8 Reasons Your Dog Obsession Makes You Happier and Healthier

Do you have a dog obsession? That puppy you adopted isn't just a cute, fluffy companion. Dogs actually make you happier and healthier.

Do you have a dog obsession? That puppy you adopted isn’t just a cute, fluffy companion. Dogs actually make you happier and healthier – here are 8 reasons why.

1. Dogs are a source of healthy bacteria

You share your microbiome with everyone you live with – including your pets. Scientists from the University of San Francisco found that children who lived with dogs in infancy have a lower risk of asthma and allergies. Dogs contribute a source of healthy bacteria that can help strengthen your immune system.

2. Dogs help you recover from psychological setbacks

Dogs have been shown to reduce stress in soldiers with post-traumatic stress disorder. They don’t question whether they’ll be there in a moment of crisis. An army vet named Robert Soliz found that his program “Paws for Purple Hearts” helped him overcome PTSD and have a quality of life similar to what he had before leaving for Baghdad. After six weeks with his new golden retriever, he could hug his kids again.

Why are they so good at this? For one thing, dogs are extremely vigilant. That dog will never leave your side. You don’t have to fear waking up in the middle of the night because your dog will be on watch for you. He’s there to protect you, to watch your back. Additionally, dogs do well responding to authority. Military personnel may often have a hard time functioning in normal relationships as civilians — they’re used to giving and taking orders. Dogs, on the other hand, love receiving orders.

3. Petting your dog is very relaxing

Have you ever noticed how calm you feel after a nice evening just petting your dog? Petting your dog reduces stress levels and blood pressure. Because dogs love to be stroked, petted and scratched behind the ears, they are great companions who can reduce stress and loneliness.

4. Walking your dog forces you to exercise

Most dogs will want to walk regularly. Dog treadmills may work for a while, but eventually your dog will still want you to take it out for a walk, forcing you to get some exercise as well. Even if you are not normally active, walking your dog can give you positive health benefits. A 2006 study showed that dog owners were typically more physically active than non-dog owners and walked an average of 300 minutes per week.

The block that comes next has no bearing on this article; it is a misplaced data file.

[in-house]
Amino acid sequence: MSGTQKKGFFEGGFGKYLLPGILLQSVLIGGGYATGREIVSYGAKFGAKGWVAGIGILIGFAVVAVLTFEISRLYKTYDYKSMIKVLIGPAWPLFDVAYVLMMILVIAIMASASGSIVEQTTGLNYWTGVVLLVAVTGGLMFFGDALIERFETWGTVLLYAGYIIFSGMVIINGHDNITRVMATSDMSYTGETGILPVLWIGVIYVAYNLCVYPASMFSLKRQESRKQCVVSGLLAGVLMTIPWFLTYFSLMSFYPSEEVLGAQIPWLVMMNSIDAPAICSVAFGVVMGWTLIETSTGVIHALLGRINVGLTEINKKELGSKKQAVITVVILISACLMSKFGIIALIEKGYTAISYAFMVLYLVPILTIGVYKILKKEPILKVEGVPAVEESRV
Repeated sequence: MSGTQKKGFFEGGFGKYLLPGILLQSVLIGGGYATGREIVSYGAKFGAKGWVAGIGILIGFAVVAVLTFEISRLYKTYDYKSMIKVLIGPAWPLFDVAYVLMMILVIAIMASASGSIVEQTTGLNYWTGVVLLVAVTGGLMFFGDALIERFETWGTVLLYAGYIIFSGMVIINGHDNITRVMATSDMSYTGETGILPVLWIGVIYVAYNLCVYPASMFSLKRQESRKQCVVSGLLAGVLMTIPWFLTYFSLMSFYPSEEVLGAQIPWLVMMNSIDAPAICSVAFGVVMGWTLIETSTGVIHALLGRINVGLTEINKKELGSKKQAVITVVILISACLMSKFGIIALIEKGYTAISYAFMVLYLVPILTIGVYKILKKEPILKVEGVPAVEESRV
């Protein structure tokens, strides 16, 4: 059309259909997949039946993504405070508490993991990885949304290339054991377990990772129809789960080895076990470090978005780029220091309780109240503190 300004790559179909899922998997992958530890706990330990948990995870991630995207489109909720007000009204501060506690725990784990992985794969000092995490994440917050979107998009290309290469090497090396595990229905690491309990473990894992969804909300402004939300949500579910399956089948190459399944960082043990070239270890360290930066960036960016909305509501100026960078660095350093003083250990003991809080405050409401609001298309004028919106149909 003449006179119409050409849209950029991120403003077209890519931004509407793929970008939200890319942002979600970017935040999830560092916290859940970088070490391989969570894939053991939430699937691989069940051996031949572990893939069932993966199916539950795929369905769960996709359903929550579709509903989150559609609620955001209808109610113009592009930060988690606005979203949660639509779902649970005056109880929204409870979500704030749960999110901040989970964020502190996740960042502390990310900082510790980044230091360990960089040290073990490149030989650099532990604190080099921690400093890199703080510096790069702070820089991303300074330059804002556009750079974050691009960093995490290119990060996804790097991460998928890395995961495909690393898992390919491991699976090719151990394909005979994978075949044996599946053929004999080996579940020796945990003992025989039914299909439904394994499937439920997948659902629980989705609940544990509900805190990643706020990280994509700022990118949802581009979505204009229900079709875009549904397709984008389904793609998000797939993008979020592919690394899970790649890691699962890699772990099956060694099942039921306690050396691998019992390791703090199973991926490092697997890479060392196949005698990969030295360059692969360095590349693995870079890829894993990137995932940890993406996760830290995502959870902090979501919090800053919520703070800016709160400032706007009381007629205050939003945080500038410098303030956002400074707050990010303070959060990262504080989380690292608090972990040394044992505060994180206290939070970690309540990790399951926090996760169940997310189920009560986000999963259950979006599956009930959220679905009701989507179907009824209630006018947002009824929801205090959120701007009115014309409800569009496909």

5. Dogs are the best listeners

If you feel stressed and need someone to just listen, to vent to, your pet will be all ears. You don’t need to schedule a meeting with them. They’re just right there, all the time. And then the next thing you know, they’ll be tail wagging and nose-nudging, eager for you to give them some attention. And you’ll feel better, too. What’s more – your dog will never judge you, no matter what you tell him. He’ll just listen. And you won’t need to change the way you behave to get him to accept you.

6. Looking at your dog brings out the natural protector in you

The Austrian zoologist Konrad Lorenz showed that dog’s faces possess “infant schemas” – the high forehead, big eyes and floppy ears that evolved to cue humans into their caregiver responses. It’s just like looking at a baby – we feel an innate need to protect and nurture when interacting with dogs.

7. Dogs slow us down and make us appreciate life’s little moments

Dogs don’t text, email, or call people. They aren’t on social media, and they do not use smart phones. When interacting with your dog, you naturally put away the technology. What’s better than going for a relaxing walk in the park with your dog and freeing your mind from the stress and complexity of life?

8. Dogs cure loneliness

Many people, including the elderly, feel very lonely. People living in cities and isolated areas often feel lonely as well, and may be diagnosed with clinical depression. Owning a dog reduces this diagnosis four times over. A study done on elderly people showed that pet owners made fewer medical visits over a period of one year.

People are also typically more likely to talk to you when you’re walking the cute pomeranian on a leash. You have no choice but to interact with others because you have to walk that dog in public.

Published on: May 17, 2016
About the Author
Photo of Janet Miller
Janet Miller is a work-at-home mom of four, nutritionist, health practitioner and cofounder of Jen Reviews. She writes extensively and has been featured on MindBodyGreen, Fast Company, The Muse, The Huffington Post and Tiny Buddha.
Get Dr. Greene's Wellness RecommendationsSignup now to get Dr. Greene's healing philosophy, insight into medical trends, parenting tips, seasonal highlights, and health news delivered to your inbox every month.
No comments yet. Start the conversation!
Add your comment